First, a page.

NEW DELHI: Questioning the Centre for claiming additional compensation from Union Carbide for the 1984 Bhopal gas tragedy by seeking an amendment to the mutually agreed deal under which the American company had paid $470 million (Rs 715 crore at the time of settlement in 1989) as final settlement, the Supreme Court on Tuesday said this can have wider ramifications, particularly when many international companies are coming to the country with investments. The government has sought additional funds of over Rs 7,400 crore from the pesticide producer.
A five-judge bench of Justices Sanjay Kishan Kaul, Sanjiv Khanna, Abhay S Oka, Vikram Nath and J K Maheshwari, which is hearing a curative petition filed by the Centre, said populism cannot be the basis of judicial review and the “sanctity of the settlement” would go away if the case is reopened. Pointing out that Rs 50 crore of the compensation amount is lying unutilised, the bench asked why the government was asking for more funds.
Attorney general R Venkataramani, appearing for the Centre, tried to justify the government’s claim, saying that it was an extraordinary case in which the actual damage to environment and human lives was not known at the time of settlement. It has been assessed subsequently, he added.
He said the number of deaths increased over the years and also the number of people who were affected by the horror of the incident that had gripped the entire city on the intervening night of December 2-3,1984.
The Centre had sought a relook of the May 4, 1989 order by which settlement was approved by the apex court and subsequent order on review plea.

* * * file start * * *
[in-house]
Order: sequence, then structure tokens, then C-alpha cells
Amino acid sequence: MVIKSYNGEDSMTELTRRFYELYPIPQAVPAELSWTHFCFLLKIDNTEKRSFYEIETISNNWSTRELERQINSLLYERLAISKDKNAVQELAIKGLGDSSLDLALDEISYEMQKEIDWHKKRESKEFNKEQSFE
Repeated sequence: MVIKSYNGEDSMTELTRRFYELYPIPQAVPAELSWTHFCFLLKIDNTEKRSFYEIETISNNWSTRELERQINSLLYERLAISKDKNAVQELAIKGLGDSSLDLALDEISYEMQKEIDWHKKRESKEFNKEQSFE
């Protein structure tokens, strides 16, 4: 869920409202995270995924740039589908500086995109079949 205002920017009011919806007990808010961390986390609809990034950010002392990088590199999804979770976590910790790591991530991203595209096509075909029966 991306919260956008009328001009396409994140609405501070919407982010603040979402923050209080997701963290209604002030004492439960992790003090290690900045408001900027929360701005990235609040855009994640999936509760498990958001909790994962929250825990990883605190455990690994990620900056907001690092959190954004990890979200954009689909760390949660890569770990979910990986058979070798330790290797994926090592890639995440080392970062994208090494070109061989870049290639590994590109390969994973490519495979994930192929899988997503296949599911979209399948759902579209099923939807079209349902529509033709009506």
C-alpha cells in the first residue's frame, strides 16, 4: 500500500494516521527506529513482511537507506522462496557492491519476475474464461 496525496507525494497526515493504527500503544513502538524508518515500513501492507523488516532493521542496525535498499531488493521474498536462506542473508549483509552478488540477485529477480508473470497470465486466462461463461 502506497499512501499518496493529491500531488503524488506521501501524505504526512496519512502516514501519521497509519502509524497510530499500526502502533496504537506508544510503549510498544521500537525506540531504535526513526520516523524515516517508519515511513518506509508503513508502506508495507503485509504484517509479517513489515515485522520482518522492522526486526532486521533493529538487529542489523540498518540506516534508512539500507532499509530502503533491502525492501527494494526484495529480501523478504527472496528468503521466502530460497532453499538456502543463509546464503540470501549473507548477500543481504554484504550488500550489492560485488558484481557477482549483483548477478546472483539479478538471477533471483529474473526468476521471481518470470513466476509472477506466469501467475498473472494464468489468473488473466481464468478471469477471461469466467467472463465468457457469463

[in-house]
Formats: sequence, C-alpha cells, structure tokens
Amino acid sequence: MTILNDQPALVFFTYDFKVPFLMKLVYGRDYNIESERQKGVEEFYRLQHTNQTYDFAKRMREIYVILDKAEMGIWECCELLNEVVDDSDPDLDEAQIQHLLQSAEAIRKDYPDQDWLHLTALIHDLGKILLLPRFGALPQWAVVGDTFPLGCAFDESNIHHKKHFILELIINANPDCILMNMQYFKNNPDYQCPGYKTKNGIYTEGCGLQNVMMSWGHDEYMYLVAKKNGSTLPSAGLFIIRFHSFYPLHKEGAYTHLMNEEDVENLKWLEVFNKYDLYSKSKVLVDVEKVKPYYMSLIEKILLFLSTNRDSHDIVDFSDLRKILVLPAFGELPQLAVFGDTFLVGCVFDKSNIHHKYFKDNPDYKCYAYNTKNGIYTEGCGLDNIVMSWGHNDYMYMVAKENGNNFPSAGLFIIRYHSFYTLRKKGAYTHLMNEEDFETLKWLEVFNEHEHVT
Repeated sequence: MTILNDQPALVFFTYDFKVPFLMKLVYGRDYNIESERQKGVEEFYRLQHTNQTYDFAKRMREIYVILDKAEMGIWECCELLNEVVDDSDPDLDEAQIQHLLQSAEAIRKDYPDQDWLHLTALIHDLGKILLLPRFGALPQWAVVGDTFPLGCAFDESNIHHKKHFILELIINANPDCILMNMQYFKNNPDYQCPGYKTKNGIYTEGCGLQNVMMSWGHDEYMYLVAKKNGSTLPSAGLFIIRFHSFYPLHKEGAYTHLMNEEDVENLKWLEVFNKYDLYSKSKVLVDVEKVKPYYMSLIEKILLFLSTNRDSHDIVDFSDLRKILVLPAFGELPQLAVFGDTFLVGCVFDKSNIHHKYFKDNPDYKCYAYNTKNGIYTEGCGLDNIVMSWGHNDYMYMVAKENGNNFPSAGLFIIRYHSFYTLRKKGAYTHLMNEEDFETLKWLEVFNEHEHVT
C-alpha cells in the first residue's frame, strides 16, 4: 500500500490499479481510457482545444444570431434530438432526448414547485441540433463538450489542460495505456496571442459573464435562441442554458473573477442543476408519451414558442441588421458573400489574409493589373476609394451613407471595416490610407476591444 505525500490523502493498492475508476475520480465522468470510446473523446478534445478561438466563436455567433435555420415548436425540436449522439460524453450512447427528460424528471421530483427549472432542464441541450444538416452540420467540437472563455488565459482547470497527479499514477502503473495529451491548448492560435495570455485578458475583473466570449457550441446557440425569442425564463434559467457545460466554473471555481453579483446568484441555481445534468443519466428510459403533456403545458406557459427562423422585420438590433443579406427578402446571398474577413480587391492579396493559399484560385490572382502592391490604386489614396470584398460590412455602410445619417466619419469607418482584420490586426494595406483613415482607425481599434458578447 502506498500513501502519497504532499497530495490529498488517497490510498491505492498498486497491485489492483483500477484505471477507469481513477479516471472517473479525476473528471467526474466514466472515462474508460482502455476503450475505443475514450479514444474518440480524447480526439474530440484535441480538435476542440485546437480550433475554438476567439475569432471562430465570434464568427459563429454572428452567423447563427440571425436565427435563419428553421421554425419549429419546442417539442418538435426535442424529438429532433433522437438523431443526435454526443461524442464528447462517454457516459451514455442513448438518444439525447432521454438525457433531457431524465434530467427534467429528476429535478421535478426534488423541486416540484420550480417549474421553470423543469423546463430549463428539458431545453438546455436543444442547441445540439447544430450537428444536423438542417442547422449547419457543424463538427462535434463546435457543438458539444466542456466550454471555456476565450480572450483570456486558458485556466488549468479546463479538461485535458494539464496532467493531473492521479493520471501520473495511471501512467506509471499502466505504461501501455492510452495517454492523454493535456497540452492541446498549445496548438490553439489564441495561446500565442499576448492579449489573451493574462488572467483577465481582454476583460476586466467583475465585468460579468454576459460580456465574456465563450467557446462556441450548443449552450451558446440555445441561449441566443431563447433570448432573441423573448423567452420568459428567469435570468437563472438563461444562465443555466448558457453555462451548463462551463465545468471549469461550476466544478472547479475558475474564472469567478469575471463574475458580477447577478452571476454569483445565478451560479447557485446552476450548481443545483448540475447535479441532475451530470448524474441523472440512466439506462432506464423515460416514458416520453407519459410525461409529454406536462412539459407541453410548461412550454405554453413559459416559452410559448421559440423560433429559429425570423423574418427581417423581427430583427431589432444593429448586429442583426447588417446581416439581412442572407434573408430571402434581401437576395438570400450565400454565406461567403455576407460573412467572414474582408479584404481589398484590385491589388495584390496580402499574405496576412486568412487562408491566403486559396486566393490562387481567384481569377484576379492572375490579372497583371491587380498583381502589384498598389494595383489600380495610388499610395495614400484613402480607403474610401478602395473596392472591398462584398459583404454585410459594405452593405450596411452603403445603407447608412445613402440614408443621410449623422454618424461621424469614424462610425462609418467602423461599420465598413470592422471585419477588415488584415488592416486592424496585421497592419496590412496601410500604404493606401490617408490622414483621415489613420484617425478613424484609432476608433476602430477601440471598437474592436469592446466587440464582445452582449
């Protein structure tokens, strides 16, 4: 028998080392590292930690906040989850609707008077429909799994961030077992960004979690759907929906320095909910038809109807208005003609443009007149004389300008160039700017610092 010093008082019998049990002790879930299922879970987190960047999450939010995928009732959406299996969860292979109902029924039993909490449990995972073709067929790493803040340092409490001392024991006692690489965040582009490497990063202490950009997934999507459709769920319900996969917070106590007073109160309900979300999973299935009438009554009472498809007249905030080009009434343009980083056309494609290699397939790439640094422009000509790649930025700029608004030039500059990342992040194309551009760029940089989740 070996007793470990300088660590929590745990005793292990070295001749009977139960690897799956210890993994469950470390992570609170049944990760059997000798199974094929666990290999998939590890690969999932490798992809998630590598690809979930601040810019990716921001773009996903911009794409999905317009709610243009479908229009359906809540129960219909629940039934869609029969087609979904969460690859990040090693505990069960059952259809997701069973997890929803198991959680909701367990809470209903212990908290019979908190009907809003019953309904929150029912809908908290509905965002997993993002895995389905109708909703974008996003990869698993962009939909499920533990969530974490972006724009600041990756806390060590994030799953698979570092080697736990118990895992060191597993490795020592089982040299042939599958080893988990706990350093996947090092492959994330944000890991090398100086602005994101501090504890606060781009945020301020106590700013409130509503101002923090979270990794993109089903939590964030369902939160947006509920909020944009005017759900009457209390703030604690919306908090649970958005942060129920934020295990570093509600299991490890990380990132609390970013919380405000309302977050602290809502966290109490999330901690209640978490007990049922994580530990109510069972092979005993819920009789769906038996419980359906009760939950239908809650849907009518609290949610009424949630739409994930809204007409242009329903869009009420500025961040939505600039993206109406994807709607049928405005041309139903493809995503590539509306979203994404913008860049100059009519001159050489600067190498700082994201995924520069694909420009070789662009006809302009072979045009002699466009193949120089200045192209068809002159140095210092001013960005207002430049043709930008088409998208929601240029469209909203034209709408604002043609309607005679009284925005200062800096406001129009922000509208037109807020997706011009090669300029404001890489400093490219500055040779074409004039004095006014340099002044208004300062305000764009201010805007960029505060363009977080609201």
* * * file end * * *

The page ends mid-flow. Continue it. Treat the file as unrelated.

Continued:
The Centre’s plea was strongly opposed by senior advocate Harish Salve, appearing for the company, who said that the amount given by it was sufficient for compensation and submitted that the settlement had to be set aside and a suit filed by the government should be revived to decide the compensation. The AG said that the government did not want annulment but amendment of the settlement to meet legitimate claims.
The bench, however, raised the question whether the court in its curative jurisdiction can decide the issue when the two parties mutually settled the issue years ago. “The settlement was between two parties. It is the Union of India and it cannot be said that it was a weak party. Maybe you are right that it was not the best settlement and people should get more compensation but we have to decide it within the scope of the curative petition,” the bench told the AG.
The court said that the government can initiate separate proceedings, if allowed under the law, to raise additional claims. However, it also said that the scope of the curative petition would be very limited. It said populism cannot be the basis of judicial review and the court had to confine its hearing within the constraints and limitation of a curative jurisdiction.
The company questioned the maintainability of the government’s curative plea and pleaded that the Centre had not even filed a review petition against the settlement order and the curative has been filed after a gap of 19 years.
The tragedy had unfolded in Bhopal in 1984 when the highly dangerous and toxic gas, methyl isocynate, escaped from the plant of Union Carbide India Ltd. It resulted in the death of 5,295 people, caused injuries to 5,68,292 others, besides affecting 5,478 more with loss of livestock and property.

Source link

Previous articleDelhi India’s most polluted city, just 7% cleaner in 3 years | India News – Times of India
Next article‘Romeo and Juliet’ director son hits out sexual abuse lawsuit


Please enter your comment!
Please enter your name here